Ever wonder if the carrot or the stick is more effective in getting employers to comply with the OHS laws and take the necessary steps to protect their workers? Well, the results of a new study support the stick approach,
Government OHS inspections that result in citations or penalties effectively motivate employers to make improvements that reduce work-related injuries, says the study by a researcher from the Institute for Work & Health (IWH).
The systematic review of research led by IWH Senior Scientist Dr. Emile Tompa was published online in June in the American Journal of Industrial Medicine.
The research team set out to determine the strength of the evidence on the effectiveness of OHS policy levers in creating incentives for organizations to improve OHS processes and outcomes. The team reviewed 43 English-language studies related to this issue that were published in peer-reviewed journals between Jan. 1990 and June 2013.
Besides finding strong evidence that inspections with penalties reduce work-related injuries, the team also found strong evidence that inspections without penalties don’t reduce injuries, which confirms that specific deterrence—inspections resulting in penalties—is much more effective than general deterrence—the possibility of being inspected, says IWH President Dr. Cam Mustard.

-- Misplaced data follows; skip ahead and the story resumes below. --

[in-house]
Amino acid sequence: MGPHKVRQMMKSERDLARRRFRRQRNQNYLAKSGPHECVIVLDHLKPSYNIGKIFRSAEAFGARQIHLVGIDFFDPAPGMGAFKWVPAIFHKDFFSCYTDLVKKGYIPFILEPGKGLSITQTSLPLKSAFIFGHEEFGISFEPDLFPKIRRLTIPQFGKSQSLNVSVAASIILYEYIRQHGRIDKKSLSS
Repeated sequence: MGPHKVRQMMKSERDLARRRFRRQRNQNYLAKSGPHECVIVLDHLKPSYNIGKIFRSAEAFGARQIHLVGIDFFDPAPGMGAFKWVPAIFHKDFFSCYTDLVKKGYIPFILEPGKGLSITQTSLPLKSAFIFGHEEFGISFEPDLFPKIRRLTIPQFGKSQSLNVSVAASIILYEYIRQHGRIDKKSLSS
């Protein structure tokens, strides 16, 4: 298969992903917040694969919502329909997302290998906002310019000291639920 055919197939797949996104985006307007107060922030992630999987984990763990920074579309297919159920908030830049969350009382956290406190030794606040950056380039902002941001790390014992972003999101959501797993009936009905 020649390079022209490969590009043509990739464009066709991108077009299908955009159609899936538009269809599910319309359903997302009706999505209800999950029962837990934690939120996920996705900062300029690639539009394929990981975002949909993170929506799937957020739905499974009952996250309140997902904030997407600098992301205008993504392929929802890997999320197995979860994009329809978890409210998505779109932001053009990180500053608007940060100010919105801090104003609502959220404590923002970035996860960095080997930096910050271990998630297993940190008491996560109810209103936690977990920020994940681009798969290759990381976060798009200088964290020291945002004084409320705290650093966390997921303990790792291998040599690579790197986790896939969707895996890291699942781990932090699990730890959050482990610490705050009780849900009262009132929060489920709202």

These findings reinforce the importance of regulators being out in the field and identifying, citing and penalizing non-compliant organizations, says Tompa.
But Tompa acknowledges that no regulator has the resources to inspect all workplaces and to levy penalties for all violations. So regulators may need to heighten awareness by actively communicating the consequences of non-compliance and possibly make information about non-compliers easily available to the general public, he adds.